It's a bummer to go out when you've got allergies or intolerances or, even worse, actual celiac disease. Those with the latter are in for a really bad day if they consume any wheat-derived substances, suffering from all the gastrointestinal issues you can think of (bloating, vomiting, constipation and/or diarrhea) along with fatigue, pain and a chronic itchy rash, but even those with simple gluten sensitivity – not full-blown celiac – can feel some of the same symptoms.
Luckily, Orlando's restaurants have wised up to the preferences and needs of their patrons, and there are plenty of spots where gluten-free eating doesn't mean staying home while your buds wheat it up. We've compiled a full day of eating and drinking GF in town (with nary a chain to be found!), along with menu suggestions and tips that'll make going out gluten-free a cinch.
Artisan's Table, 22 E. Pine St., 407-730-7499, artisanstableorlando.com
The first two meals of the day, breakfast and brunch, are notoriously carby, but it's totally possible to find decent grub sans gluten. At Artisan's Table, choose the steel-cut oatmeal ($6), topped with dried fruit, nuts and agave syrup, or the Japanese breakfast bowl ($6.50) – sticky rice topped with two eggs, scallion, bacon, togarashi (a Japanese spice mix) and sweet chili sauce. The Greek yogurt bowl ($5) is also packed with protein (i.e., super-satisfying) and boasts a healthy serving of that old GF standby, quinoa, along with fresh berries.
Outpost Neighborhood Kitchen, 2603 Edgewater Drive, 407-930-6282, outpostcollegepark.com
Gluten-free menu items are labeled right on the menu, so you won't feel like you're making a spectacle of yourself. If there's nothing on there that pleases your palate, just let your server know and the chef will come out and customize a dish just for you. The Ivanhoe Groves salad ($9) is pretty hard to beat, though, combining mango, goat cheese, oranges, candied nuts and bacon over arugula, with a melon dressing. Add chicken or shrimp for a small upcharge. All in all, there are more than 10 GF options between the lunch and dinner menus.
Tapa Toro, 8441 International Drive, 407-226-2929, tapatoro.restaurant
There are 33 menu items designated gluten-free at the new Spanish-concept restaurant by the owners of Taverna Opa at I-Drive 360. Chef de cuisine Frank Galeano and executive chef Wendy Lopez are well-versed in offering those with allergies and food preferences – whether GF, vegan or paleo – cuisine that fits their palates, including roasted rack of lamb with celeriac puree ($32), Scottish salmon with olive and roasted red pepper salsa ($26) and all three of the dramatic paellas. Smile pretty at chef Lopez and she might slice you off a sliver of the prized pata negra (a super-funky Iberico ham aged for up to six years) that's mounted on a brass display at the restaurant.
Jillycakes, 125 N. Orlando Ave., Winter Park, 863-797-4233, jillycakesorlando.com
Cupcake Wars winner Jillian Hopke puts out two flavors of gluten-free cupcake every single day, no repeats, at her Winter Park location tucked in between Shake Shack and Trader Joe's. If you've got a crowd to sweeten up, she only needs 24 hours notice for a custom GF order. Pick from any Jillycakes flavor (they can all be made gluten-free, except Oreo and Cookie Butter), including S'mores, Florida Citrus, Boston Crème and Lemon Crunch. Bonus: If you're dairy-free, too, request the special frosting that doesn't contain lactose or milk products.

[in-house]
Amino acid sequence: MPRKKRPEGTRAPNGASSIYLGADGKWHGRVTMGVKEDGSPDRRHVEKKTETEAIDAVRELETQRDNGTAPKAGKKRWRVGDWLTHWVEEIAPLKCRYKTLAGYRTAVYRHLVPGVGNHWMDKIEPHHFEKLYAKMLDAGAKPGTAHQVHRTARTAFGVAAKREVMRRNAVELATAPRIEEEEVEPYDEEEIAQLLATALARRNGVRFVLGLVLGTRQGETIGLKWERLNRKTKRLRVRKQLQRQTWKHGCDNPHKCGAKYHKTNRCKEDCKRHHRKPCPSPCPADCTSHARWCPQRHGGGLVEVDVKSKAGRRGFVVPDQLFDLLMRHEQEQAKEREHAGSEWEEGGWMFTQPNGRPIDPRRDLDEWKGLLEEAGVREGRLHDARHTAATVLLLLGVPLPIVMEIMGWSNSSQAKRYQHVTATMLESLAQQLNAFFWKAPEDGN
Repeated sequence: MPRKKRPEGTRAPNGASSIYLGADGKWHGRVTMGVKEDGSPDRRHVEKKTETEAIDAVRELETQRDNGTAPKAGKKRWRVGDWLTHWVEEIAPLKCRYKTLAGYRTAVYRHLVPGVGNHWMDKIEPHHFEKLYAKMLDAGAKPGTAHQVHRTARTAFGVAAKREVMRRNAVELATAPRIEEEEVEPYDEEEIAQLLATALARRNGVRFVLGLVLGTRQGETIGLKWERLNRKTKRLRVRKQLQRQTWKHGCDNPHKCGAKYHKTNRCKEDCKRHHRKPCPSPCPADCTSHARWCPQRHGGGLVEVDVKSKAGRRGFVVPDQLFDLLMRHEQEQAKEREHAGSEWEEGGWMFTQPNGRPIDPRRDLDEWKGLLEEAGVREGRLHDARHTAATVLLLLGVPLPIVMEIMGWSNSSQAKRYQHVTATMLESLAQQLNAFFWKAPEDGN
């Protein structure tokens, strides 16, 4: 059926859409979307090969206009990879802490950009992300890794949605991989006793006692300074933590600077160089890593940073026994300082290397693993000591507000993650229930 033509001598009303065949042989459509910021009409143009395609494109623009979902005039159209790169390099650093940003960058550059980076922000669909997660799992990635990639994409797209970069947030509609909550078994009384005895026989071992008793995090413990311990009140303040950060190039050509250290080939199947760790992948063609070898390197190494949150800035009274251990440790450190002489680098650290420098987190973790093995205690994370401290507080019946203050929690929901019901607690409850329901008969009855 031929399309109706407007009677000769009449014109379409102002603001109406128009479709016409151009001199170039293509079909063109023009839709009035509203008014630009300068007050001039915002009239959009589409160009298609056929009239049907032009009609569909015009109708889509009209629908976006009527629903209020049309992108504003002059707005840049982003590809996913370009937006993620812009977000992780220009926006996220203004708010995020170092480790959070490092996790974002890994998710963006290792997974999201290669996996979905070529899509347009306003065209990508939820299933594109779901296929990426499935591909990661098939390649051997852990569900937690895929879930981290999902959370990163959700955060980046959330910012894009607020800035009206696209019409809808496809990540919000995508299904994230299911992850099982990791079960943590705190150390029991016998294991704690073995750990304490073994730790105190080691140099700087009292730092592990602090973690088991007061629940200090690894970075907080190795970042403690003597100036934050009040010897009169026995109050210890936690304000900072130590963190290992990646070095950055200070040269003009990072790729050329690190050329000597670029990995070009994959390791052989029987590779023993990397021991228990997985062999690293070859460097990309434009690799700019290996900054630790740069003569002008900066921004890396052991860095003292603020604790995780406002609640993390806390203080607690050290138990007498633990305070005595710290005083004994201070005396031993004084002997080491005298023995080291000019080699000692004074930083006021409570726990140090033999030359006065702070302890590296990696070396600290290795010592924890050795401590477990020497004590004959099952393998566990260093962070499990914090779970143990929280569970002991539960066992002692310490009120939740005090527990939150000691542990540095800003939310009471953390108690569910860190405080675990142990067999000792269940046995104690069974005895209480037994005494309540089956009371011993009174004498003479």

Sportstown Billiards, 2414 E. Robinson St., 407-894-6258, sportstownbilliards.com
Redlight Redlight, 2810 Corrine Drive, 407-893-9832, redlightredlightbeerparlour.com
Raglan Road, 1640 E. Buena Vista Drive, Lake Buena Vista, 407-938-0300, raglanroad.com
A couple of rules if you're living gluten-free and looking to get a buzz on: Hard ciders are almost always GF. If you're anywhere with Woodchuck, Angry Orchard, Crispin or Strongbow, you're home free, and just about every bar in Orlando has one of these. As for beer, you do have options. Sure, barley and malt are out of the question, but a few years ago, beer giant Anheuser-Busch released Redbridge, a sorghum-based beer brand, so it's pretty prevalent. You can get it at Mellow Mushroom, Raglan Road and Sportstown Billiards in the Milk District. Redlight Redlight carries New Planet, a sorghum- and rice-based gluten-free beer out of Colorado that donates a portion of proceeds toward eco-friendly causes. When in doubt, hit up Total Wine and BYOB it. Just check the label first: If it doesn't say "gluten-free" on the label, it isn't.
Oblivion Taproom, 5101 E. Colonial Drive, 407-802-4800, obliviontaproom.com
Fill your boozy belly with GF fourthmeal snacks until 2 a.m. at Oblivion. Just let your server know that you shun gluten and the kitchen will pay special attention to cross-contamination (that is, they'll fry your wings and fries separately from other customers' battered menu options). Any of the sandwiches are fair game, too, as gluten-free bread and buns are available. An ideal pre-hangover food is the Man in Black ($15), a perfectly heavy fried egg sandwich with bacon gravy and cheddar cheese.
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